Hyundai Tucson: Trailer towing / Driving with a trailer

Towing a trailer requires a certain amount of experience. Before setting out for the open road, you must get to know your trailer. Acquaint yourself with the feel of handling and braking with the added weight of the trailer. And always keep in mind that the vehicle you are driving is now longer and not nearly as responsive as your vehicle is by itself.

Before you start, check the trailer hitch and platform, safety chains, electrical connector(s), lights, tires and brakes.

During your trip, occasionally check to be sure that the load is secure, and that the lights and trailer brakes are still working.

Distance

Stay at least twice as far behind the vehicle ahead as you would when driving your vehicle without a trailer.

This can help you avoid situations that require heavy braking and sudden turns.

Passing

You will need more passing distance up ahead when you’re towing a trailer.

And, because of the increased vehicle length, you’ll need to go much farther beyond the passed vehicle before you can return to your lane.

Backing up

Hold the bottom of the steering wheel with one hand. Then, to move the trailer to the left, move your hand to the left. To move the trailer to the right, move your hand to the right. Always back up slowly and, if possible, have someone guide you.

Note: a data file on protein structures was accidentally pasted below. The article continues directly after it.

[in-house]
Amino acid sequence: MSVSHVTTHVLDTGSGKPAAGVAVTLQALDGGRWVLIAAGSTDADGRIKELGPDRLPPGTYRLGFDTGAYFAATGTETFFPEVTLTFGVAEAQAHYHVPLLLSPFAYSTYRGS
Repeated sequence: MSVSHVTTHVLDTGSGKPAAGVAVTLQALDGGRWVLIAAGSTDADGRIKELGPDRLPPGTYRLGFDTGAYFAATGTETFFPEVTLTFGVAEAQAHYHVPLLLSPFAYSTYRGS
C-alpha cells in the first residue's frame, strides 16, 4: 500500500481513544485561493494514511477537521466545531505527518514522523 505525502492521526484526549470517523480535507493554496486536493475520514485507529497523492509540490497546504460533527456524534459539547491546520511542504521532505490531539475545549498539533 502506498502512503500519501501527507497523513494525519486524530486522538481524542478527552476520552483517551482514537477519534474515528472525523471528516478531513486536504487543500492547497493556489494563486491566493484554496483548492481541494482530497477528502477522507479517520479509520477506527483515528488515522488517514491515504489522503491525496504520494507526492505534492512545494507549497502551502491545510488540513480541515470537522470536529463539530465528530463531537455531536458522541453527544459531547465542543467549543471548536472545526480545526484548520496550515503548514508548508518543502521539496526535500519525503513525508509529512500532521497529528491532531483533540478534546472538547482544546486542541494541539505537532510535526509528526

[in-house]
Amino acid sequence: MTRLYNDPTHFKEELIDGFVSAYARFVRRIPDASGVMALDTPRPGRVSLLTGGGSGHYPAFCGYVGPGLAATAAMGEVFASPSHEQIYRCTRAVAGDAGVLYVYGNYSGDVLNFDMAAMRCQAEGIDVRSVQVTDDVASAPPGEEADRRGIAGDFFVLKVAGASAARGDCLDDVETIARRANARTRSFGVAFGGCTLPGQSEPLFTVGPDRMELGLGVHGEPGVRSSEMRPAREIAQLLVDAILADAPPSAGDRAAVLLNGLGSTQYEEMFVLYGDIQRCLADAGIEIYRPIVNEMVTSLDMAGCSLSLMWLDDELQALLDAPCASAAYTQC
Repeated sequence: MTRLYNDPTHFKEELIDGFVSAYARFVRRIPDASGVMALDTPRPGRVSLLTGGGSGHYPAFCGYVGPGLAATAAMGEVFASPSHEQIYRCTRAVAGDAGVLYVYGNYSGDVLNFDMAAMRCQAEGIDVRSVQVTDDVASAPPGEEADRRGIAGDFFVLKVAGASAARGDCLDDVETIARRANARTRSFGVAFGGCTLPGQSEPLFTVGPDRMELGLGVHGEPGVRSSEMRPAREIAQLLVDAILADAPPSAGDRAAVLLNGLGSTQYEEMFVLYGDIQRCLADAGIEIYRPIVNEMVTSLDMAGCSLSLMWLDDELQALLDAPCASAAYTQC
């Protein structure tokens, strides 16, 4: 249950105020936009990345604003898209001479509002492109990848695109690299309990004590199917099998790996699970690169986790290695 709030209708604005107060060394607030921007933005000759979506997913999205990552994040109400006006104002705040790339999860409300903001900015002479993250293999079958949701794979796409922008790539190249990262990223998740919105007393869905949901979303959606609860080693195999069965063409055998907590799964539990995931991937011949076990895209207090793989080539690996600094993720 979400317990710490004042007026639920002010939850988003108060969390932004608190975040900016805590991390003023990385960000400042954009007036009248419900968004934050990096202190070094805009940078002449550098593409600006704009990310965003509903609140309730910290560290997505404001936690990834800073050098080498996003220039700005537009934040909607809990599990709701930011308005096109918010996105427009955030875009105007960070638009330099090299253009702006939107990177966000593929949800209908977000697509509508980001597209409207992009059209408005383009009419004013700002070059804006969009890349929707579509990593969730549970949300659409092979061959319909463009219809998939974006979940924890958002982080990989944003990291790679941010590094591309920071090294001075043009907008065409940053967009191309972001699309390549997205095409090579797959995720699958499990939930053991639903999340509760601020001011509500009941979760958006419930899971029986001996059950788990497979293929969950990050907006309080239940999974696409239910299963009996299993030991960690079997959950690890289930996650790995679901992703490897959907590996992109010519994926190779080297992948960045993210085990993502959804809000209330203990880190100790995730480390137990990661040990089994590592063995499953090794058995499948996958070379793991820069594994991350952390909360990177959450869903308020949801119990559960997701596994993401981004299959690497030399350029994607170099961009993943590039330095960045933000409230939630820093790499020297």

Making turns

When you’re turning with a trailer, make wider turns than normal. Do this so your trailer won’t strike soft shoulders, curbs, road signs, trees, or other objects. Avoid jerky or sudden maneuvers. Signal well in advance.

Turn signals

When you tow a trailer, your vehicle has to have a different turn signal flasher and extra wiring. The green arrows on your instrument panel will flash whenever you signal a turn or lane change. Properly connected, the trailer lights will also flash to alert other drivers you’re about to turn, change lanes, or stop.

When towing a trailer, the green arrows on your instrument panel will flash for turns even if the bulbs on the trailer are burned out. Thus, you may think drivers behind you are seeing your signals when, in fact, they are not. It’s important to check occasionally to be sure the trailer bulbs are still working.You must also check the lights every time you disconnect and then reconnect the wires.

WARNING

Do not connect a trailer lighting system directly to your vehicle’s lighting system. Use an approved trailer wiring harness. Failure to do so could result in damage to the vehicle electrical system and/or personal injury. Consult an authorized HYUNDAI dealer for assistance.

Driving on hills

Reduce speed and shift to a lower gear before you start down a long or steep downgrade. If you don’t shift down, you might have to use your brakes so much that they would get overheated and may not operate efficiently.

On a long uphill grade, shift down and reduce your speed to around 45 mph (70 km/h) to reduce the possibility of engine and transaxle overheating.